The Week In Review


The stock market finished the week on a lower note after equity indices spent the entire session in a steady decline from their opening highs. The Nasdaq led the retreat, falling 2.6%, while the Dow Jones Industrial Average (-1.0%) and S&P 500 (-1.3%) registered smaller losses.
Even though the major averages endured a daylong retreat, only the Nasdaq ended down for the week (-0.7%) while the Dow and S&P 500 posted respective weekly gains of 0.6% and 0.4%.
Prior to the open, the Nonfarm Payrolls report pointed to the addition of 192,000 jobs in March, while the consensus expected an increase of 195,000. After the report crossed the wires, equity futures spiked, but so did gold (+1.5% to 1303.40/ozt) and Treasuries (10-yr yield -7 bps to 2.73%), which was inconsistent with the risk-on disposition observed in equity futures. Furthermore, the dollar/yen pair spiked initially (yen weakness), but gave it all back, and then some, in short order.
The dollar/yen pair hovered near 103.90 and spiked above 104.10 in reaction to the data, before spending the remainder of the session in a retreat that mirrored the price action in the S&P 500. The Japanese yen finished the session near its high with the dollar/yen pair sliding to 103.25 by the New York close.
With cautious action in most other markets, the upbeat sentiment in the stock market dissipated quickly. The Nasdaq led the retreat as heavy selling pressure weighed on biotechnology and other momentum names.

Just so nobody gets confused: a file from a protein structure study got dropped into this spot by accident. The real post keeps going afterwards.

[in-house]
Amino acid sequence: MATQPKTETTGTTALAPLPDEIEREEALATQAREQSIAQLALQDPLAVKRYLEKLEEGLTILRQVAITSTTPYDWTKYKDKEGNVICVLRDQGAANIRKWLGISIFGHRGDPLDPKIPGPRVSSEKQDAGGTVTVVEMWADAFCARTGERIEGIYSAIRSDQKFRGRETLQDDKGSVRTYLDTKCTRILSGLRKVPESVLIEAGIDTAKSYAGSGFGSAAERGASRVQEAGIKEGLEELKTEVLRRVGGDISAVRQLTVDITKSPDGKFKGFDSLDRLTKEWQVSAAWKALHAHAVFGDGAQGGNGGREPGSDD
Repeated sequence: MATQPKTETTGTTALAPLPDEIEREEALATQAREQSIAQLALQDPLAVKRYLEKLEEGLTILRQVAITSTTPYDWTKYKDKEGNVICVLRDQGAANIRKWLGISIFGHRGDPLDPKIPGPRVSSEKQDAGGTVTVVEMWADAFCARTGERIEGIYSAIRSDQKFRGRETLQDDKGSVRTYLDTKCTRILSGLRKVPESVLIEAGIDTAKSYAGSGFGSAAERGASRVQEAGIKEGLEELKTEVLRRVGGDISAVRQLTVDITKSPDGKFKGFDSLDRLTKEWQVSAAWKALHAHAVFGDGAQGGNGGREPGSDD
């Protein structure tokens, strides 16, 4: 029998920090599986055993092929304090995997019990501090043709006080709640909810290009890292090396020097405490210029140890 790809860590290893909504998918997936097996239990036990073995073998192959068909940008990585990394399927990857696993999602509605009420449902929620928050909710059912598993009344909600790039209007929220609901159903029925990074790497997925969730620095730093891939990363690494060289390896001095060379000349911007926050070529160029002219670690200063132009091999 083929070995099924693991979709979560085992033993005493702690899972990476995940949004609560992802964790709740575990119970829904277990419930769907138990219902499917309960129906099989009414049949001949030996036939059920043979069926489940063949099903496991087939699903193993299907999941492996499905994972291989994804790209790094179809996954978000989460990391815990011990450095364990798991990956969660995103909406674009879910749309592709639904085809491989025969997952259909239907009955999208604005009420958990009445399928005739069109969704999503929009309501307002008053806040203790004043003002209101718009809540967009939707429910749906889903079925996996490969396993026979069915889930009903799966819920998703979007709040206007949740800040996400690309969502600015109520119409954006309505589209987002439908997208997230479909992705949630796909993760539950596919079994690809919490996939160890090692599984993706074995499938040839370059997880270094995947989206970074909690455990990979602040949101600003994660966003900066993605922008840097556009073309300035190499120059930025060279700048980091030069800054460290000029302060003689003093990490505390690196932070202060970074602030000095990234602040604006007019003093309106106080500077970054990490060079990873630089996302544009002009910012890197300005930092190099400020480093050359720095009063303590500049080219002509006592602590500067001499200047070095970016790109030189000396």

The iShares Nasdaq Biotechnology ETF (IBB 225.30, -9.41) lost 4.0% after being unable to retake its 100-day moving average at the open (238.35). The ETF surrendered its entire 2014 gain, while the broader health care sector (-1.5%) ended behind the broader market.
Most other heavily-weighted groups did not fare much better. Consumer discretionary (-1.7%) and technology (-2.2%) lagged throughout the session, while financials (-1.2%) outperformed.
Notably, the discretionary sector was pressured by continued weakness in names like (AMZN 323.00, -10.62), Netflix (NFLX 337.31, -17.38), and (PCLN 1178.08, -59.37). Homebuilders, meanwhile, fared relatively well with the iShares Dow Jones US Home Construction ETF (ITB 24.59, -0.12) shedding 0.5%.
Elsewhere, the largest S&P 500 sector, technology, proved to be a significant drag on the major averages amid weakness in large names. Apple (AAPL 531.82, -6.97), Google (GOOG 543.14, -26.60), Microsoft (MSFT 39.87, -1.14), and Visa (V 207.70, -7.31) lost between 1.3% and 4.7% with Google seeing the largest decline of the bunch. Smaller momentum names registered even larger losses with FireEye (FEYE 50.36, -4.50), Splunk (SPLK 62.68, -3.68), and Yelp (YELP 65.76, -4.85) down between 5.6% and 8.2%. The three names extended their weekly losses to 20.7%, 12.0%, and 14.1%, respectively.
On the upside, utilities (+0.6%) posted a solid gain with lower yields giving a boost to the rate-sensitive sector.
The selloff invited above average participation as 764 million shares changed hands at the NYSE floor.
Looking closer at today's jobs report:

Overall, the employment data was fairly solid, but nothing to really get excited about. The initial claims data over the past several weeks supported payroll growth in the neighborhood of 200,000. That was exactly what happened in March.
Total nonfarm private payrolls also increased by 192,000 jobs in March, up from 188,000 in February. The consensus expected these payrolls to increase by 205,000.
Winter weather, which was blamed for prior weaknesses, again did not show up in the payroll numbers. Construction employment increased by 19,000 in March, which was only a marginal improvement over the 18,000 added in February. Had winter weather conditions really impacted the economy, construction payrolls would have spiked in March as employment recovered from winter delays.
The one area that winter weather did impact was the number of hours worked. The average workweek fell to 34.3 in February as weather conditions prevented employees from working their normal hours. As temperatures and conditions returned to normal, the average workweek jumped to 34.5.